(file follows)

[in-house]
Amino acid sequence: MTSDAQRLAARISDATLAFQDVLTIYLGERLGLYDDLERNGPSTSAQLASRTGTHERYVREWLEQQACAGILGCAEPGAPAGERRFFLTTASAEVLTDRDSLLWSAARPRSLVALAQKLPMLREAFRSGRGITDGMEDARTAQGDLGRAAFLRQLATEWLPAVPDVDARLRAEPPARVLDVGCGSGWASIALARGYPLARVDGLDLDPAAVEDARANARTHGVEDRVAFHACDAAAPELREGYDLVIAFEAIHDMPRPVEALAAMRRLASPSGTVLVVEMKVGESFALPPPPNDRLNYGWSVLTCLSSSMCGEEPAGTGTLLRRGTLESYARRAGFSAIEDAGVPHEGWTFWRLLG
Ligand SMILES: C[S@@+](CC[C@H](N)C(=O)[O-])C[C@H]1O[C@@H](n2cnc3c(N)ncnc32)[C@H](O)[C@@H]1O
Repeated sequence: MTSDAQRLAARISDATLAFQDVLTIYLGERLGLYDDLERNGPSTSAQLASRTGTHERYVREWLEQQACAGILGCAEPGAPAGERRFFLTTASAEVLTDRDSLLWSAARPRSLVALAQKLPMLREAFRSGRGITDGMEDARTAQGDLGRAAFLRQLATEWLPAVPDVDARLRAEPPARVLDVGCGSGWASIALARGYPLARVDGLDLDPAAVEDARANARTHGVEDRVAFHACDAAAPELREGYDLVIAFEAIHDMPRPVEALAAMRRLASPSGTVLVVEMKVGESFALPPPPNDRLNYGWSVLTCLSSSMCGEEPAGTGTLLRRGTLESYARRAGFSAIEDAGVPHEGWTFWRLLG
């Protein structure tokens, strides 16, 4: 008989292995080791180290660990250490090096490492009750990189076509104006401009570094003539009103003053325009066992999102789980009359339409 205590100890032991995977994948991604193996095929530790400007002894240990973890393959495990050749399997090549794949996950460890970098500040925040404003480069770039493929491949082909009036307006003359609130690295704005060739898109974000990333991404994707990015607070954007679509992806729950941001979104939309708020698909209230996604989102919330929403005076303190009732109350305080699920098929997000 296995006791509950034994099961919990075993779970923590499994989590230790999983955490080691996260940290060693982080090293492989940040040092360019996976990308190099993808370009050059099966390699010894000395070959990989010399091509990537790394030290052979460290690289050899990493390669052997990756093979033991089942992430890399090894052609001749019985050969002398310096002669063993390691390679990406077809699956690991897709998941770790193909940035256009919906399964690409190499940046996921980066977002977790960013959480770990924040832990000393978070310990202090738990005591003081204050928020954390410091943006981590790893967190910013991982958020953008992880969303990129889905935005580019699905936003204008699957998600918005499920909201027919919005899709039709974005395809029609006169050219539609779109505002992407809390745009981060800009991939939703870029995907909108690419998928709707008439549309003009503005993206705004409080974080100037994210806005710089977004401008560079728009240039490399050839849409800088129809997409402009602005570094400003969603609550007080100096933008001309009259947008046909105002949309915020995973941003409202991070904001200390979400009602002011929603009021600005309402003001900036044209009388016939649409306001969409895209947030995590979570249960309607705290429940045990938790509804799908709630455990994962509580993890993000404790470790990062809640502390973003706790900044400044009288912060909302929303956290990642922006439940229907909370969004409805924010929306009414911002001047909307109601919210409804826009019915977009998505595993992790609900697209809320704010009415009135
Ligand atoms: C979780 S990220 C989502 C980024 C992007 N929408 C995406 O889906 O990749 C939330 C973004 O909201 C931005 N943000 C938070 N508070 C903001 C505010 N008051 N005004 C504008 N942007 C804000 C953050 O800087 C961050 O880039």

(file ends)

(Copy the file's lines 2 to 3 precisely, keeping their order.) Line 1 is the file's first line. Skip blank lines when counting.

Amino acid sequence: MTSDAQRLAARISDATLAFQDVLTIYLGERLGLYDDLERNGPSTSAQLASRTGTHERYVREWLEQQACAGILGCAEPGAPAGERRFFLTTASAEVLTDRDSLLWSAARPRSLVALAQKLPMLREAFRSGRGITDGMEDARTAQGDLGRAAFLRQLATEWLPAVPDVDARLRAEPPARVLDVGCGSGWASIALARGYPLARVDGLDLDPAAVEDARANARTHGVEDRVAFHACDAAAPELREGYDLVIAFEAIHDMPRPVEALAAMRRLASPSGTVLVVEMKVGESFALPPPPNDRLNYGWSVLTCLSSSMCGEEPAGTGTLLRRGTLESYARRAGFSAIEDAGVPHEGWTFWRLLG
Ligand SMILES: C[S@@+](CC[C@H](N)C(=O)[O-])C[C@H]1O[C@@H](n2cnc3c(N)ncnc32)[C@H](O)[C@@H]1O